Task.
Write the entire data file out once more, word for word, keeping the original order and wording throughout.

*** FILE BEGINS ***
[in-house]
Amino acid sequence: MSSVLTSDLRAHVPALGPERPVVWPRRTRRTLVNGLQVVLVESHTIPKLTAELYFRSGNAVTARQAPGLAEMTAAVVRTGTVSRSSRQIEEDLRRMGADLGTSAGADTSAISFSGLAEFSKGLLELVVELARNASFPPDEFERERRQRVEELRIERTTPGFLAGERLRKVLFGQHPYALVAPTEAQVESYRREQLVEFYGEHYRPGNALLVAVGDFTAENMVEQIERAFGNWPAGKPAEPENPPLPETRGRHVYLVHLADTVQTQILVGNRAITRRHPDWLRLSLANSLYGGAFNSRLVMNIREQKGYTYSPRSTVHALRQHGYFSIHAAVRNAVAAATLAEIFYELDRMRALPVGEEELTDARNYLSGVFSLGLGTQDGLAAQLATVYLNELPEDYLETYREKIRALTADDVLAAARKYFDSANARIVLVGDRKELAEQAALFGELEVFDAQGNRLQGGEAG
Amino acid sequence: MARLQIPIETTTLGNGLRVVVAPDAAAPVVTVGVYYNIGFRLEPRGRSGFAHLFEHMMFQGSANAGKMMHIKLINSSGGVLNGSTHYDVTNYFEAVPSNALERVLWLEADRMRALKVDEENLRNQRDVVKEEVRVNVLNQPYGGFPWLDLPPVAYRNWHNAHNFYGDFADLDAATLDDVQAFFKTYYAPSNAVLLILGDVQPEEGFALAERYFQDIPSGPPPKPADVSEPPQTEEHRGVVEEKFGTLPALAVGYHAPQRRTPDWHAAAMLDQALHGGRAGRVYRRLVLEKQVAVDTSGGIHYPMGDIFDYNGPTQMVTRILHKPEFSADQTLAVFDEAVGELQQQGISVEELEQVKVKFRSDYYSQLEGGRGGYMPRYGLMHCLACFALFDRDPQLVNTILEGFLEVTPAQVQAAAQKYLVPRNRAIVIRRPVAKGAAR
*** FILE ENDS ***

[in-house]
Amino acid sequence: MSSVLTSDLRAHVPALGPERPVVWPRRTRRTLVNGLQVVLVESHTIPKLTAELYFRSGNAVTARQAPGLAEMTAAVVRTGTVSRSSRQIEEDLRRMGADLGTSAGADTSAISFSGLAEFSKGLLELVVELARNASFPPDEFERERRQRVEELRIERTTPGFLAGERLRKVLFGQHPYALVAPTEAQVESYRREQLVEFYGEHYRPGNALLVAVGDFTAENMVEQIERAFGNWPAGKPAEPENPPLPETRGRHVYLVHLADTVQTQILVGNRAITRRHPDWLRLSLANSLYGGAFNSRLVMNIREQKGYTYSPRSTVHALRQHGYFSIHAAVRNAVAAATLAEIFYELDRMRALPVGEEELTDARNYLSGVFSLGLGTQDGLAAQLATVYLNELPEDYLETYREKIRALTADDVLAAARKYFDSANARIVLVGDRKELAEQAALFGELEVFDAQGNRLQGGEAG
Amino acid sequence: MARLQIPIETTTLGNGLRVVVAPDAAAPVVTVGVYYNIGFRLEPRGRSGFAHLFEHMMFQGSANAGKMMHIKLINSSGGVLNGSTHYDVTNYFEAVPSNALERVLWLEADRMRALKVDEENLRNQRDVVKEEVRVNVLNQPYGGFPWLDLPPVAYRNWHNAHNFYGDFADLDAATLDDVQAFFKTYYAPSNAVLLILGDVQPEEGFALAERYFQDIPSGPPPKPADVSEPPQTEEHRGVVEEKFGTLPALAVGYHAPQRRTPDWHAAAMLDQALHGGRAGRVYRRLVLEKQVAVDTSGGIHYPMGDIFDYNGPTQMVTRILHKPEFSADQTLAVFDEAVGELQQQGISVEELEQVKVKFRSDYYSQLEGGRGGYMPRYGLMHCLACFALFDRDPQLVNTILEGFLEVTPAQVQAAAQKYLVPRNRAIVIRRPVAKGAAR